For derandomization[edit]

A main application of pseudorandom generators lies in the derandomization of computation that relies on randomness, without corrupting the result of the computation. Physical computers are deterministic machines, and obtaining true randomness can be a challenge. Pseudorandom generators can be used to efficiently simulate randomized algorithms with using little or no randomness. In such applications, the class describes the randomized algorithm or class of randomized algorithms that one wants to simulate, and the goal is to design an "efficiently computable" pseudorandom generator against whose seed length is as short as possible. If a full derandomization is desired, a completely deterministic simulation proceeds by replacing the random input to the randomized algorithm with the pseudorandom string produced by the pseudorandom generator. The simulation does this for all possible seeds and averages the output of the various runs of the randomized algorithm in a suitable way.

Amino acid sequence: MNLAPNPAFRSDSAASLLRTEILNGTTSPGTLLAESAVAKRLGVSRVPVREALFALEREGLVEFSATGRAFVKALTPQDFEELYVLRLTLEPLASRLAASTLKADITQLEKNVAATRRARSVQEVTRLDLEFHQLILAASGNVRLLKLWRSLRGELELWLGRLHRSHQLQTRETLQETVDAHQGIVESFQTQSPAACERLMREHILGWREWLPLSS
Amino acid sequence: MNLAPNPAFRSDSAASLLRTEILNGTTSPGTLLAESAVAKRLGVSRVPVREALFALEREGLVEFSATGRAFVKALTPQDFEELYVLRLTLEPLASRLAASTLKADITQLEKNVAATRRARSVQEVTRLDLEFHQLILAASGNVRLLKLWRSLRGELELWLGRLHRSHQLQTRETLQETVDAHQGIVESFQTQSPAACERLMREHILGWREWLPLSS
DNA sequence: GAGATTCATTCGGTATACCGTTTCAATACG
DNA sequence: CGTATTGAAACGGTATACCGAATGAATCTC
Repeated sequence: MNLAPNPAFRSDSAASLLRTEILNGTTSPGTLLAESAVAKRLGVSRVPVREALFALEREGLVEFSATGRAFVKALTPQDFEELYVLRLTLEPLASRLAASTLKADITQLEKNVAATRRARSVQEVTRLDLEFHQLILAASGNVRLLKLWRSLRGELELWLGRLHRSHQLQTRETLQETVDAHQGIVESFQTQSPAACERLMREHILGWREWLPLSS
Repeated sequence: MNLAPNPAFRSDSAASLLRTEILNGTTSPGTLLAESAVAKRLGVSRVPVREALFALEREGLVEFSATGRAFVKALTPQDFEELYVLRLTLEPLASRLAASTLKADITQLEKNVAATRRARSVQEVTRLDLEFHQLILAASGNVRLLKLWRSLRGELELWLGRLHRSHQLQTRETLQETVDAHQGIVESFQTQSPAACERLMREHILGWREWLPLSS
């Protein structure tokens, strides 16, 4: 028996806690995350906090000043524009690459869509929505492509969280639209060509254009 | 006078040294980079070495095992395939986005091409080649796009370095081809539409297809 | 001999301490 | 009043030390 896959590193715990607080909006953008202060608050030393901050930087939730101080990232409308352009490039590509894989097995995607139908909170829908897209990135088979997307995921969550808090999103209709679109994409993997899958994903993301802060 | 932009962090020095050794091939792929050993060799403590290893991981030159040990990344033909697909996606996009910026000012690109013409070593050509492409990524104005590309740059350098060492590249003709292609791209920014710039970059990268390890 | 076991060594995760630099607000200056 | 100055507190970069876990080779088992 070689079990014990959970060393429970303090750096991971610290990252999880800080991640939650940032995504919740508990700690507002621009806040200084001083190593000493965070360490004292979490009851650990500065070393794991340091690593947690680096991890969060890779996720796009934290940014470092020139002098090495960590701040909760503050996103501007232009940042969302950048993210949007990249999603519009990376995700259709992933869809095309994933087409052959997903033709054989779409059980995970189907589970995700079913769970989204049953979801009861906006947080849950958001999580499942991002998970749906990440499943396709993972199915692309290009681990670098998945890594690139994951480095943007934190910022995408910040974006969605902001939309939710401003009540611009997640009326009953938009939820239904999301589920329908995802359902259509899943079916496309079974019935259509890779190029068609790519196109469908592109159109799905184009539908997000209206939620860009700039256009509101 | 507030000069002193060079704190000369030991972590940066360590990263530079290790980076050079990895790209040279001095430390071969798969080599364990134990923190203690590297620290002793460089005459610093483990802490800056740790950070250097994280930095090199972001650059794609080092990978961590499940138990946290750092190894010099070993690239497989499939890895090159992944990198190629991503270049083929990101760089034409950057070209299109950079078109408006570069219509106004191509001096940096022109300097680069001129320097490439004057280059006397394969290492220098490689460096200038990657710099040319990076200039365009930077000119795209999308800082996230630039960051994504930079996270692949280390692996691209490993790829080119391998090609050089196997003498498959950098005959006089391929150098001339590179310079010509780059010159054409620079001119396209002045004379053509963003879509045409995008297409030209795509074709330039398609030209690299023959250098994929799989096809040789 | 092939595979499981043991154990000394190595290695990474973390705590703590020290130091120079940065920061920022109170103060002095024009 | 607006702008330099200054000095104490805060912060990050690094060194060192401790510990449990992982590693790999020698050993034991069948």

For polynomial time[edit]

A fundamental question in computational complexity theory is whether all polynomial time randomized algorithms for decision problems can be deterministically simulated in polynomial time. The existence of such a simulation would imply that BPP = P. To perform such a simulation, it is sufficient to construct pseudorandom generators against the family F of all circuits of size s(n) whose inputs have length n and output a single bit, where s(n) is an arbitrary polynomial, the seed length of the pseudorandom generator is O(log n) and its bias is ⅓.